Vulnerability is a concept that has been used in different research fields, but there is no consensus on its meaning and definitions (Hufschmidt 2011). It can be described as the diminished capacity of an individual or group to anticipate, cope with, resist, and recover from the impact of a natural or man-made hazard (Kasi and Saha 2019). It is also possible to view vulnerability as an internal risk factor of the subject or a system that is exposed to a hazard and corresponds to its intrinsic tendency to be affected, or susceptible to damage. Emrich and Cutter (2011) concur with Cardona (2003) who argued that vulnerability represents the physical, economic, and/or social susceptibility of a community to damage in the case of a threatening circumstance of natural or anthropogenic origin. However, vulnerability is most often associated with poverty, though it can also arise when people are isolated, insecure, and defenceless in the face of risk, shock, or stress. So, in a general sense, vulnerability can be defined as the inability of a system to withstand the perturbations of external stressors or withstand the effects of a hostile environment (Ciurean et al. 2013). As Chapungu (2020) noted regarding the impact of Cyclone Idai, the huge devastation and displacement brought about by the cyclone underline the vulnerability of individuals and communities to climate change-related disasters. The location of the communities of Chimanimani made them susceptible to all the characteristics that define vulnerability.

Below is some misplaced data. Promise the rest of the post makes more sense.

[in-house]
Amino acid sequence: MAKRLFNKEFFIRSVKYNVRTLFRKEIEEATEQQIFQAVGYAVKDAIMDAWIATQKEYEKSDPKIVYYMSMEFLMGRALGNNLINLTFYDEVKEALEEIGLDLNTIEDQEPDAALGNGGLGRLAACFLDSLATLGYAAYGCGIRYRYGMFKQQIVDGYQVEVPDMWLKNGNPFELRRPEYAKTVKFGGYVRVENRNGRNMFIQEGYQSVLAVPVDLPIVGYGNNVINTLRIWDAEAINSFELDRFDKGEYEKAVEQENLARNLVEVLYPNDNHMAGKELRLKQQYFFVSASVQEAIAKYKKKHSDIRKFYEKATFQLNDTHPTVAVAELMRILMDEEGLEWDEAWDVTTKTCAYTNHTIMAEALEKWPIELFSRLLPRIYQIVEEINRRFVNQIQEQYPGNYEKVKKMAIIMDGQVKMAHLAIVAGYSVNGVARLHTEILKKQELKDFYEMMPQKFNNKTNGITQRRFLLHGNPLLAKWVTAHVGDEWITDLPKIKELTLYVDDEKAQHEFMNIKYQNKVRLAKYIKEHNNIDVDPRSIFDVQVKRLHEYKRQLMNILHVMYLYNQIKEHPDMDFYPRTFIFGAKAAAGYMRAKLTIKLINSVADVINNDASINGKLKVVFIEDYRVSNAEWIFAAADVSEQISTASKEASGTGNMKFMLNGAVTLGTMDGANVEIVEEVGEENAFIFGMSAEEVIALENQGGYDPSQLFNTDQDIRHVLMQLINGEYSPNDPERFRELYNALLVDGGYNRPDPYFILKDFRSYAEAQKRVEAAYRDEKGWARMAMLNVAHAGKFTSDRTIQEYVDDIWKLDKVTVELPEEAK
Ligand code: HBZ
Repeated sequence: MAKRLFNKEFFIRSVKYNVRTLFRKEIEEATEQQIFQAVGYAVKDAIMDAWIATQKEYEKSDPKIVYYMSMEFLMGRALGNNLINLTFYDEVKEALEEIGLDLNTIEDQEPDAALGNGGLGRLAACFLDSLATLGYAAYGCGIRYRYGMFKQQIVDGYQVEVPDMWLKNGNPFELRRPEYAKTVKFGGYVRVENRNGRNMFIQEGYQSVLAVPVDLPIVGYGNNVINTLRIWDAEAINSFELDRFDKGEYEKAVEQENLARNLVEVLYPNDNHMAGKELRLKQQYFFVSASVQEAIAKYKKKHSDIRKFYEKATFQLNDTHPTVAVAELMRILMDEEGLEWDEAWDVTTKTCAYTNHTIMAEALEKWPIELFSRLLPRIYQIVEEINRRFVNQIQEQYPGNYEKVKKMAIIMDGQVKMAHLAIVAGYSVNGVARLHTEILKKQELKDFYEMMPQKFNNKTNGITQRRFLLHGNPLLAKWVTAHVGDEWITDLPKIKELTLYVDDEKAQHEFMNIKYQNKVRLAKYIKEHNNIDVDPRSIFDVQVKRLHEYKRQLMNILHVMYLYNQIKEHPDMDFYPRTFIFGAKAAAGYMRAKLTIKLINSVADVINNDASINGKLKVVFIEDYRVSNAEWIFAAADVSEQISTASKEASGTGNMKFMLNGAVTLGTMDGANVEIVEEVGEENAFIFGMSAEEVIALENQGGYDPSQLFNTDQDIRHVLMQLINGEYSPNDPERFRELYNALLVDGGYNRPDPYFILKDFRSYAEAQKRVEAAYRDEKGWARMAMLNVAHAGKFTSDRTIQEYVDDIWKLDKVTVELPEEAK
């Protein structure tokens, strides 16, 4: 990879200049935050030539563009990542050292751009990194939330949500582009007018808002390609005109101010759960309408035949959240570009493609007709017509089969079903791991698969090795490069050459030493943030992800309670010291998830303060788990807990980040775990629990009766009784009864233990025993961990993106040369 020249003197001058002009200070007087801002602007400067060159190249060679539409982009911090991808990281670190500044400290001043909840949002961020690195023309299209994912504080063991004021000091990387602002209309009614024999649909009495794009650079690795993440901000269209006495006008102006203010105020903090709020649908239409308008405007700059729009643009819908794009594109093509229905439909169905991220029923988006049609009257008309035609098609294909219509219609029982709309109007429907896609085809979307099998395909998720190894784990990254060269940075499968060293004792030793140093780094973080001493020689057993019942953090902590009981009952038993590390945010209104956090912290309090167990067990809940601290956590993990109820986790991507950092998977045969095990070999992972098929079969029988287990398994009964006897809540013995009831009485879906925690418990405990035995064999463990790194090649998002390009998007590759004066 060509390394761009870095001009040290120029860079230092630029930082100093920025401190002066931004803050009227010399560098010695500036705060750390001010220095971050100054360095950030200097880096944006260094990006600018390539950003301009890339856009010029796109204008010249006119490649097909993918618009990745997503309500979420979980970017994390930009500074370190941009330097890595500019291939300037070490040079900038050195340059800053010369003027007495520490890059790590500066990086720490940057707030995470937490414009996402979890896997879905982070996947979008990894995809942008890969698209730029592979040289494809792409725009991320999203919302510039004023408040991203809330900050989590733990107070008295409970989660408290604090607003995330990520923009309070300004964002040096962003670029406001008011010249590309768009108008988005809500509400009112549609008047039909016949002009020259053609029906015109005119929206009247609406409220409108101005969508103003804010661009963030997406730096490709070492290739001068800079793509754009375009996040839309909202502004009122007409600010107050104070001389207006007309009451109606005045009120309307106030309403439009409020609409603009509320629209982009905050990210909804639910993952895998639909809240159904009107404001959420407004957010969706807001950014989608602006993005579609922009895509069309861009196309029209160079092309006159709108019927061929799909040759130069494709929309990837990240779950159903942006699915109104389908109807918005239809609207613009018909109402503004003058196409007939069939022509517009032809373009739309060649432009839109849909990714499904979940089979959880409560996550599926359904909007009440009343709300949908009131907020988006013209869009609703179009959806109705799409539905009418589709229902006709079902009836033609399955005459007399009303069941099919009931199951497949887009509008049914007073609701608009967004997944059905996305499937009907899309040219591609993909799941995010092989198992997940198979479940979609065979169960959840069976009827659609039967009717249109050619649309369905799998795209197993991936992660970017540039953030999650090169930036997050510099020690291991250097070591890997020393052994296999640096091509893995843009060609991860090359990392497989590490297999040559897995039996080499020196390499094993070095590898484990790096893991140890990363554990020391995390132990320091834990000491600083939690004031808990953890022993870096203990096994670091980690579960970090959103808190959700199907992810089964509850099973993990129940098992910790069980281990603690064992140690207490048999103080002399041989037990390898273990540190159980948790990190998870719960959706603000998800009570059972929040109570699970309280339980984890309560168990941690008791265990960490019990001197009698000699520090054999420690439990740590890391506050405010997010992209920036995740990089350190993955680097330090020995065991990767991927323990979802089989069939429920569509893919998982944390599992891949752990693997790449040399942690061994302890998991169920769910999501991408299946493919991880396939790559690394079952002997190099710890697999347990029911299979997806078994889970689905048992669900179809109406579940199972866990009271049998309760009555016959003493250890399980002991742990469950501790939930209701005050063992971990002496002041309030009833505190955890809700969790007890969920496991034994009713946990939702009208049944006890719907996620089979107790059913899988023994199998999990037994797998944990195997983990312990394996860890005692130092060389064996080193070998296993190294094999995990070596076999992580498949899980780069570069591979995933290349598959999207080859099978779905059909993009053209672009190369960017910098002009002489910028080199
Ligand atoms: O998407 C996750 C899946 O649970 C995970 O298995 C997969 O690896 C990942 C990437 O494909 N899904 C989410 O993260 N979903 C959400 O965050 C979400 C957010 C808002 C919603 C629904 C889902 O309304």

Risk can be described as a combination of two factors: likelihood and consequence. The two factors can be described both qualitatively and quantitatively (Askman et al. 2018), and in several ways depending on the aim and context (Coppola 2011). However, as Askman et al. (2018) argued, risk consists of more than just its technical aspects. Its research should include the subjective values that serve a purpose in different situations. Renn (1998), Slovic (2001), and Coppola (2011) emphasized the importance of risk awareness and risk perception. People differ in their vulnerability to risk as a result of their social group, gender, ethnic or other identity, age, and other factors. It is the failure to recognize risk and the impaired risk perception of such individuals or communities that make them settle in vulnerable spaces. However, their vulnerability status also has an influence. Therefore, the failure to have strong DRM legislation and implementing institutions further exacerbates the level of risk to the hazard, as was the case in Chimanimani District in Zimbabwe. Increased levels of vulnerability further increase the impact once a hazard strikes, creating a vicious cycle of vulnerability (Mavhura 2017).
A pragmatic research approach was used. It involved a mixed method approach that combined qualitative and quantitative methods. The main emphasis of a pragmatic approach is the use of external, multiple realities and a focus on the best choice to answer a research problem (Saunders et al. 2019). Both subjective and objective perspectives were applied practically to integrate the views needed to assist in the data interpretation (Hallebone and Priest 2009; Lincoln et al. 2011). Participatory action research (PAR) principles guided the execution of the research process. Participatory action research involves a cyclic process of research, reflection, and action (Marshall and Rossman 2006) that “offers a critique of, and challenge to, dominant positivist social science research as the only legitimate and valid source of knowledge” (Maguire 1987, p. 10). The researchers and participants involved in the study worked together to understand the problematic Cyclone Idai situation that occurred in Chimanimani District in Zimbabwe in the context of the existing disaster legislation in the country.